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How big a threat is North Korea?

Q&A: Kim Jong Il's drive to make his nation a nuclear power and how that threatens Asian neighbors.

By Donald Kirk, / May 28, 2009



North Korea has raised the stakes on the Korean peninsula by conducting an underground nuclear weapon test Monday and subsequently test-firing half a dozen short-range missiles. The rapid sequence of events is creating a new sense of crisis in Asia and fresh concerns about the proliferation of nuclear weapons technology.

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North Korea has been reprocessing spent fuel rods to produce weapons-grade plutonium at its central nuclear complex at Yongbyon since the 1980s. North Korea now is believed to have enough reporcessed plutonium for at least half a dozen nuclear warheads. Although no one knows for sure how many warheads the regime has fabricated or even where they are, North Korea has now detonated two of them. The first test, in October 2006, measured less than one kiloton, a weak blast likely due to problems with the design or materiel.

The second device was more powerful than the first, estimated at between 1.5 and 4 kilotons. That's still not as powerful as the 15-20 kiloton bombs dropped on Hiroshima and Nagasaki in August 1945, as initially claimed in a Russian news report about Pyongyang's latest test. The speed with which North Korea exploded the second nuclear device after vowing to "bolster" its nuclear deterrent suggests that it has more bombs ready for testing.

North Korea is believed to be working to develop a warhead small enough to fit on the tip of a long-range missile. Some experts say that North Korea has already created nuclear warheads for medium-range Nodong missiles that could strike South Korea and Japan, and has stockpiles of medium- and short-range missiles.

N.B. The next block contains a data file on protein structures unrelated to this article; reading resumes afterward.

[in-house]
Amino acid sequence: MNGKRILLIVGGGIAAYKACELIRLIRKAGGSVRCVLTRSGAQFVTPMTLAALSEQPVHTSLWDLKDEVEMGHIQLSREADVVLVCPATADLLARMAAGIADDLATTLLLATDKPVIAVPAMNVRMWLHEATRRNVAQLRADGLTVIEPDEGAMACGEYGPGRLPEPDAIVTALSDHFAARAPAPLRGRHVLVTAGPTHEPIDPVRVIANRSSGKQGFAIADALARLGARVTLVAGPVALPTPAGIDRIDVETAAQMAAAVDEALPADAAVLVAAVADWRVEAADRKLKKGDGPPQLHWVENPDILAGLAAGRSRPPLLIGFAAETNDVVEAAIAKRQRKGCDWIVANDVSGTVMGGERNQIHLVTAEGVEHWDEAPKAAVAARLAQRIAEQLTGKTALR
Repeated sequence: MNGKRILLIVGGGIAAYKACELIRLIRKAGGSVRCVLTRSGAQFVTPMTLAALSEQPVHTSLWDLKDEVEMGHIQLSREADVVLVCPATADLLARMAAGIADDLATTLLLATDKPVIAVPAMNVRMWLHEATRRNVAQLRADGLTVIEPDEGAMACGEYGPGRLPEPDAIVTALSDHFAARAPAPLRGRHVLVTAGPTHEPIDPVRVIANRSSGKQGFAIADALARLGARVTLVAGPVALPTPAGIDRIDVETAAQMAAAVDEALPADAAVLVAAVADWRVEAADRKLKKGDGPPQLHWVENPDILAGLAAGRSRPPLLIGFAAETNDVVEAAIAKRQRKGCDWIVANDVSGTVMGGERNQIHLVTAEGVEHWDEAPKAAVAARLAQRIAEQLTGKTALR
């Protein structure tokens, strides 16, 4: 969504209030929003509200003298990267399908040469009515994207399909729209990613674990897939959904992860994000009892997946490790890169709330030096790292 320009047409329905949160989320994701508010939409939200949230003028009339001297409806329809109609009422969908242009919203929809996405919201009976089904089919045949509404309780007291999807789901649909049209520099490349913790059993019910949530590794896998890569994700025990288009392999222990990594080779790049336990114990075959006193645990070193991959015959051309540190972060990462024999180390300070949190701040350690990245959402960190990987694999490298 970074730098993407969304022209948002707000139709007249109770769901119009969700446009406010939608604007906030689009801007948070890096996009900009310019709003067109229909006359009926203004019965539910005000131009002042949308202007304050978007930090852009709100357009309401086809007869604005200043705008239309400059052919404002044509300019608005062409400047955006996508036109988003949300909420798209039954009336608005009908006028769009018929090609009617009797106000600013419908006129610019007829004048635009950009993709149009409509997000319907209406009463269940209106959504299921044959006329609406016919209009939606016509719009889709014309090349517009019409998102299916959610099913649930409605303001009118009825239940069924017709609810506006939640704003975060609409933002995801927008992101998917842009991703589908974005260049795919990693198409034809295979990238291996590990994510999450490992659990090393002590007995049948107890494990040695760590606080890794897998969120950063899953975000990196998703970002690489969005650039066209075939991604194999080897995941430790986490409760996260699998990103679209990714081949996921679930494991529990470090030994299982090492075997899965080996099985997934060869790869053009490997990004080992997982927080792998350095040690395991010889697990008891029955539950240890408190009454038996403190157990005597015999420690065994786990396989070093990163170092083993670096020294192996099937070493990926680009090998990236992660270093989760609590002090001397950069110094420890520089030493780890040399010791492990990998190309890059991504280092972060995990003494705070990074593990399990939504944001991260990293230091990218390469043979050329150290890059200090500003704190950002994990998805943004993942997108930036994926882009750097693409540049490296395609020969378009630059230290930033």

North Korea launched a Taepodong long-range missile in 2006 that fell into the sea 40 seconds after launch. The Taepodong-2 launched April 5 was more successful, traveling 2,000 miles over Japan and falling into the Pacific Ocean, though it did not have the range to reach US territory. Eventually, however, this missile might be able to go as far as the Hawaiian islands, Alaska – or even the US West Coast.

But short of having the ability to reach US territory, part of North Korea's strategy may be to become enough of a threat to its neighbors that the US is hesitant to commit to defending them, says Sheila Smith, senior fellow for Japan studies at the Council on Foreign Relations.

"The North Koreans are willing, within limits, to use capabilities they do have to create instability within the region," says Ms. Smith. "There is a potential here of discriminating between the US and its allied partners in the region.... The main aim of the North Korean missile program is to delink the US from its willingness to defend Japan."

North Korea has sold its missile technology to Iran, Yemen, Syria, and Pakistan's Abdul Qadeer Khan, who has admitted to providing regimes around the world – including North Korea – with nuclear information. Experts believe the cash-starved nation has shared its nuclear know-how and imported technology and materiel from Mr. Khan's network.